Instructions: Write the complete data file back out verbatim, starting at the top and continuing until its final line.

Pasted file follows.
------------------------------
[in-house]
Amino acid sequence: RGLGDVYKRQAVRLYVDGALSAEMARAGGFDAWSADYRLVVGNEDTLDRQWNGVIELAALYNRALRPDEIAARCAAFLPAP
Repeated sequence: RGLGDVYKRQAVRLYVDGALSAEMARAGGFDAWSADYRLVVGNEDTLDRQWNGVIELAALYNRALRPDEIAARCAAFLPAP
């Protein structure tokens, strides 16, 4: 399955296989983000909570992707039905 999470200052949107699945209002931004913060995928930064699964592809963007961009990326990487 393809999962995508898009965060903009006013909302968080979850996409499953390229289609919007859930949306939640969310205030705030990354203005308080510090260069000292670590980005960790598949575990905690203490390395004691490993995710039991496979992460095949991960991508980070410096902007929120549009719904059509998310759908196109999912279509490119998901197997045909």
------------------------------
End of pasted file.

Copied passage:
[in-house]
Amino acid sequence: RGLGDVYKRQAVRLYVDGALSAEMARAGGFDAWSADYRLVVGNEDTLDRQWNGVIELAALYNRALRPDEIAARCAAFLPAP
Repeated sequence: RGLGDVYKRQAVRLYVDGALSAEMARAGGFDAWSADYRLVVGNEDTLDRQWNGVIELAALYNRALRPDEIAARCAAFLPAP
């Protein structure tokens, strides 16, 4: 399955296989983000909570992707039905 999470200052949107699945209002931004913060995928930064699964592809963007961009990326990487 393809999962995508898009965060903009006013909302968080979850996409499953390229289609919007859930949306939640969310205030705030990354203005308080510090260069000292670590980005960790598949575990905690203490390395004691490993995710039991496979992460095949991960991508980070410096902007929120549009719904059509998310759908196109999912279509490119998901197997045909």